Contact: Bill Tyrrell, director, athletic fundraising, 218-281-8436 (btyrrell@umn.edu); Elizabeth Tollefson, assistant director, communications, 218-281-8432 (ltollefs@umn.edu)

U.S.News and World Report has ranked the University of Minnesota Crookston among colleges and universities offering the nation's "Best Online Bachelor's Programs" for 2014. The U of M Crookston was, again, ranked in the top quartile at #69 out of the 283 higher education respondents in this year's survey. U.S.News & World Report published rankings of institutions offering online degrees for the first time in 2102, and the U of M Crookston has ranked in the top quartile in each of the three listings.  

Rankings were based on factors such as graduation rates, faculty credentials, and academic and career support services offered to students, among others. The Crookston campus ranked especially high in the sub-category Student Services and Technology, coming in at number 25.

The U of M Crookston was one of only two Minnesota colleges ranked in the top 100, the other being Concordia University - St. Paul. The U of M Twin Cities campus came in at #160. Other regional campuses listed in the ranking included the University of North Dakota at #131, Valley City State University at #138, and Bemidji State University at #194. The full listing is available online at www.usnews.com/education/online-education/bachelors/rankings.

"Positive recognition by organizations like U.S.News is always welcome, and this particular ranking helps showcase the fact that our online programs are very high quality programs offering students a world-class education," said Fred Wood, chancellor of the U of M Crookston. "Having graduated our first online student in 2001 means our faculty and staff have extensive experience from working for more than a decade to provide access to our programs in this manner online. Their understanding and expertise certainly help us offer the highest quality student experience."  

Wood added, "As the world changes, it's good for our students to know they can choose either a great, more traditional on-campus experience or a great online experience that allows them to maintain their workplace, family, and location ties. This is particularly helpful for non-traditional and older students.  It is, after all, part of our modern land grant mission to help create access to higher education in a way that meets our students' needs."

The U of M, Crookston currently offers thirteen degree programs entirely online. (These degrees are also offered more traditionally on-campus as well.) They include Accounting (B.S.), Applied Health (B.A.H.), Applied Studies (B.S.), Business (B.S.), Communication (B.S.), Entrepreneurship (B.S.), Finance (B.S.), Health Management (B.S.), Information Technology Management (B.S.), Manufacturing Management (B.M.M.), Marketing (B.S.), Quality Management (B.M.M. Q.M.), and Sport and Recreation Management (B.S.).  The online programs are delivered via three academic departments: Business; Liberal Arts and Education; and Math, Science, and Technology. UMC's Center for Adult Learning provides outstanding support to these online-only degree-seeking students, of whom the total number enrolled recently surpassed 800.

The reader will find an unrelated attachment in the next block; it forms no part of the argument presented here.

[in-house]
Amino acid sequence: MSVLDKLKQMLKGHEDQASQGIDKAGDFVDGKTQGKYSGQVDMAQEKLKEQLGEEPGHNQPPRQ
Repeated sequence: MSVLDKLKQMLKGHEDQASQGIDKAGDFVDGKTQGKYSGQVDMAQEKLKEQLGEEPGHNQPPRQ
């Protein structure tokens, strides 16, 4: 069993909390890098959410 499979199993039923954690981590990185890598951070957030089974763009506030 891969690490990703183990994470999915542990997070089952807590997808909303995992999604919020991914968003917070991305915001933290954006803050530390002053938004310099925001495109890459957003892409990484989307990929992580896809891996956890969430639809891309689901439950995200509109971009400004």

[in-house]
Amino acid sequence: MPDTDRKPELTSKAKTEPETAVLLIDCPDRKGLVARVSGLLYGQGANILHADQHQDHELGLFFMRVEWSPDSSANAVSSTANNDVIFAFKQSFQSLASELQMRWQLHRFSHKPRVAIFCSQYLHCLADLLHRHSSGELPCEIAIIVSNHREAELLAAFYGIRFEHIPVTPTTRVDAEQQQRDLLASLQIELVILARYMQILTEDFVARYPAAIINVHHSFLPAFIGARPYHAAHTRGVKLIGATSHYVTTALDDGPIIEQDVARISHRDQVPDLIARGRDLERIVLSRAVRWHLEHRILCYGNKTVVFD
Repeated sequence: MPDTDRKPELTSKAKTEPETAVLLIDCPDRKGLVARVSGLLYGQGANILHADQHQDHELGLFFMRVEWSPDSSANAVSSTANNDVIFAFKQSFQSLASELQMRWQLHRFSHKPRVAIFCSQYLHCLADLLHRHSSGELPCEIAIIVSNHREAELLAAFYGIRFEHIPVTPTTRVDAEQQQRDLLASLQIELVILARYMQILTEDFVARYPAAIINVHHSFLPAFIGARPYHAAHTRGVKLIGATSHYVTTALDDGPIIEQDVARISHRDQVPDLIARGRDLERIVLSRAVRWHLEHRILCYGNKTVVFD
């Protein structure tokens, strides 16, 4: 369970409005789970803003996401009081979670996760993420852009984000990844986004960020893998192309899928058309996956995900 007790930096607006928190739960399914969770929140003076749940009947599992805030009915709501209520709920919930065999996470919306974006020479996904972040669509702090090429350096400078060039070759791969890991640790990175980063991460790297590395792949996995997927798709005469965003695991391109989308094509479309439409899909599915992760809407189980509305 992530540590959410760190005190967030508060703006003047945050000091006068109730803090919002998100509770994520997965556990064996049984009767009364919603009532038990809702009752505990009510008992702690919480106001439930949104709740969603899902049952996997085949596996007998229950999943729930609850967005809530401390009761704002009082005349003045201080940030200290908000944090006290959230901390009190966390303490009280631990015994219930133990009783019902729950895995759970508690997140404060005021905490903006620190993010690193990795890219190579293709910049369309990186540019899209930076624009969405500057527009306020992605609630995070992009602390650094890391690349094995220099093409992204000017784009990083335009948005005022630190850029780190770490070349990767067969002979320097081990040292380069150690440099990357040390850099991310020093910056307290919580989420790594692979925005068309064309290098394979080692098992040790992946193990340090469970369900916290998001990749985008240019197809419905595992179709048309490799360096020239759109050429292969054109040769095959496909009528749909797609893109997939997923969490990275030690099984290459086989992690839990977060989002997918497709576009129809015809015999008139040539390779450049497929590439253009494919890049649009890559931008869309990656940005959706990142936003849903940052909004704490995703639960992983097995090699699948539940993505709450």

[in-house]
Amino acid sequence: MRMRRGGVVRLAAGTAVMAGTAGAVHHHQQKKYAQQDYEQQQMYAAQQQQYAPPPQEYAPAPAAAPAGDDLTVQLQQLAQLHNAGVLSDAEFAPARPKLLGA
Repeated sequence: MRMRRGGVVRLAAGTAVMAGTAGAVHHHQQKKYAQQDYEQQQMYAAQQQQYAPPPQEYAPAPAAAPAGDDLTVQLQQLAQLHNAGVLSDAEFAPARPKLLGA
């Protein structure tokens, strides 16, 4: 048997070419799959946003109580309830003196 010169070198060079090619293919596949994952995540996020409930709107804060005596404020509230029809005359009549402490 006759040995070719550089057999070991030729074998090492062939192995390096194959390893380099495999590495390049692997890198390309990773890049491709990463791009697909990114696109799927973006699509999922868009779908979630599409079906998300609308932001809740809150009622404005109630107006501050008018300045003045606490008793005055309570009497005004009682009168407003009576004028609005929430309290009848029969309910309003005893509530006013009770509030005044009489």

This year online bachelor's degree programs were ranked in four different sub-categories: Student Engagement, Faculty Credentials and Training, Student Services and Technology, and Peer Reputation. Ranking indicators for the Student Engagement category included teacher accessibility and response timeframe as well as student collaboration opportunities, among others.  Faculty Credentials and Training included the appropriate faculty credentialing as well as the institution having the resources properly train online instructors on how to teach distance learners. Student Services and Technology assessed colleges' level of offering "a strong support structure [that] provides learning assistance, career guidance and financial aid resources commensurate with quality campus-based programs." Finally, a new category for 2014, Peer Reputation, included "industry opinion accounts for intangible factors on program quality not captured by statistics."

Data was collected from accredited for-profit, private, and public schools. For more information about the rankings methodology, go to www.usnews.com/education/online-education/articles/2014/01/07/methodology-best-online-bachelors-programs-rankings-2014

For more information about the University of Minnesota Crookston and its online degrees visit www.umcrookston.edu/online, call 800-862-6466 ext. 8681, or e-mail cronline@umn.edu.   

Today the University of Minnesota, Crookston delivers 29 bachelor's degree programs, 20 minors, and 36 concentrations on campus--as well as 13 degrees online--in the areas of agriculture and natural resources; business; liberal arts and education; and math, science and technology.  With an enrollment of 1,800 undergraduates from more than 20 countries and 40 states, the Crookston campus offers a supportive, close-knit atmosphere that leads to a prestigious University of Minnesota degree.  "Small Campus. Big Degree."  To learn more, visit www.umcrookston.edu.

Contact: Michelle Christopherson, director, Center for Adult Learning, 281-218-281-8679 (mchristo@umn.edu); Elizabeth Tollefson, assistant director, communications, 218-281-8432 (ltollefs@umn.edu)